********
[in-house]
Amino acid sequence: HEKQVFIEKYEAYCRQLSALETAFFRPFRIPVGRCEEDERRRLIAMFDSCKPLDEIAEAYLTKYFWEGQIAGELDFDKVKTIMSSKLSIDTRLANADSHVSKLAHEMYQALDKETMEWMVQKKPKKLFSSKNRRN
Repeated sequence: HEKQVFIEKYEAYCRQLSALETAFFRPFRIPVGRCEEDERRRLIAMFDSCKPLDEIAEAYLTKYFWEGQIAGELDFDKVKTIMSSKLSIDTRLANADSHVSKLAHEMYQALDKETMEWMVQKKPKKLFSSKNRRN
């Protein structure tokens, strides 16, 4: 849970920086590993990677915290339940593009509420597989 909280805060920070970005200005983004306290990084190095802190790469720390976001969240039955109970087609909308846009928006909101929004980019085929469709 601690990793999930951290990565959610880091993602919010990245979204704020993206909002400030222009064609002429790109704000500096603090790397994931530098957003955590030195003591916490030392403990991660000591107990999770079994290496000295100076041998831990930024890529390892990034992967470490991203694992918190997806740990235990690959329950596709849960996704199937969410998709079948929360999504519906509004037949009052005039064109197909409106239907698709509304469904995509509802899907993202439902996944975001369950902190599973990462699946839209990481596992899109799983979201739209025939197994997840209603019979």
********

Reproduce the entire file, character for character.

[in-house]
Amino acid sequence: HEKQVFIEKYEAYCRQLSALETAFFRPFRIPVGRCEEDERRRLIAMFDSCKPLDEIAEAYLTKYFWEGQIAGELDFDKVKTIMSSKLSIDTRLANADSHVSKLAHEMYQALDKETMEWMVQKKPKKLFSSKNRRN
Repeated sequence: HEKQVFIEKYEAYCRQLSALETAFFRPFRIPVGRCEEDERRRLIAMFDSCKPLDEIAEAYLTKYFWEGQIAGELDFDKVKTIMSSKLSIDTRLANADSHVSKLAHEMYQALDKETMEWMVQKKPKKLFSSKNRRN
């Protein structure tokens, strides 16, 4: 849970920086590993990677915290339940593009509420597989 909280805060920070970005200005983004306290990084190095802190790469720390976001969240039955109970087609909308846009928006909101929004980019085929469709 601690990793999930951290990565959610880091993602919010990245979204704020993206909002400030222009064609002429790109704000500096603090790397994931530098957003955590030195003591916490030392403990991660000591107990999770079994290496000295100076041998831990930024890529390892990034992967470490991203694992918190997806740990235990690959329950596709849960996704199937969410998709079948929360999504519906509004037949009052005039064109197909409106239907698709509304469904995509509802899907993202439902996944975001369950902190599973990462699946839209990481596992899109799983979201739209025939197994997840209603019979």